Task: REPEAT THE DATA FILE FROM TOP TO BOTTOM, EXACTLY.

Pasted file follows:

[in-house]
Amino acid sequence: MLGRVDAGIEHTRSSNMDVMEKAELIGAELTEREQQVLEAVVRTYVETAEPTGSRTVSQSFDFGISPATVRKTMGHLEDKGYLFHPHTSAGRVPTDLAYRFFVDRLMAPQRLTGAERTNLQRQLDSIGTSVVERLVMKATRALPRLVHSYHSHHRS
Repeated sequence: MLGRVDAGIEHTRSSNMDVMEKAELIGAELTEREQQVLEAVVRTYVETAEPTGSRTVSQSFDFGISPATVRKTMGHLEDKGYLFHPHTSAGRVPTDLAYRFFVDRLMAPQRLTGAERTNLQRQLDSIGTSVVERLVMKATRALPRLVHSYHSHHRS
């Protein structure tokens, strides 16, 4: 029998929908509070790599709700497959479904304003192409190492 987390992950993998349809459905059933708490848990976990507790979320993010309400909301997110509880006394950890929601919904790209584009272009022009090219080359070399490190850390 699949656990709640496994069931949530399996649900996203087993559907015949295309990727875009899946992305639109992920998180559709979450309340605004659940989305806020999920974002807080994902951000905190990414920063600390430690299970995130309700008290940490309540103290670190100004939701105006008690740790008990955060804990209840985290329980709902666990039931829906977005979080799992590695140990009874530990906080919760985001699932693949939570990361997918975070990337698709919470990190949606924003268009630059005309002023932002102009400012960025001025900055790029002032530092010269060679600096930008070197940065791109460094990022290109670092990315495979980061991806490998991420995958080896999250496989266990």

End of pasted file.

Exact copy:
[in-house]
Amino acid sequence: MLGRVDAGIEHTRSSNMDVMEKAELIGAELTEREQQVLEAVVRTYVETAEPTGSRTVSQSFDFGISPATVRKTMGHLEDKGYLFHPHTSAGRVPTDLAYRFFVDRLMAPQRLTGAERTNLQRQLDSIGTSVVERLVMKATRALPRLVHSYHSHHRS
Repeated sequence: MLGRVDAGIEHTRSSNMDVMEKAELIGAELTEREQQVLEAVVRTYVETAEPTGSRTVSQSFDFGISPATVRKTMGHLEDKGYLFHPHTSAGRVPTDLAYRFFVDRLMAPQRLTGAERTNLQRQLDSIGTSVVERLVMKATRALPRLVHSYHSHHRS
């Protein structure tokens, strides 16, 4: 029998929908509070790599709700497959479904304003192409190492 987390992950993998349809459905059933708490848990976990507790979320993010309400909301997110509880006394950890929601919904790209584009272009022009090219080359070399490190850390 699949656990709640496994069931949530399996649900996203087993559907015949295309990727875009899946992305639109992920998180559709979450309340605004659940989305806020999920974002807080994902951000905190990414920063600390430690299970995130309700008290940490309540103290670190100004939701105006008690740790008990955060804990209840985290329980709902666990039931829906977005979080799992590695140990009874530990906080919760985001699932693949939570990361997918975070990337698709919470990190949606924003268009630059005309002023932002102009400012960025001025900055790029002032530092010269060679600096930008070197940065791109460094990022290109670092990315495979980061991806490998991420995958080896999250496989266990």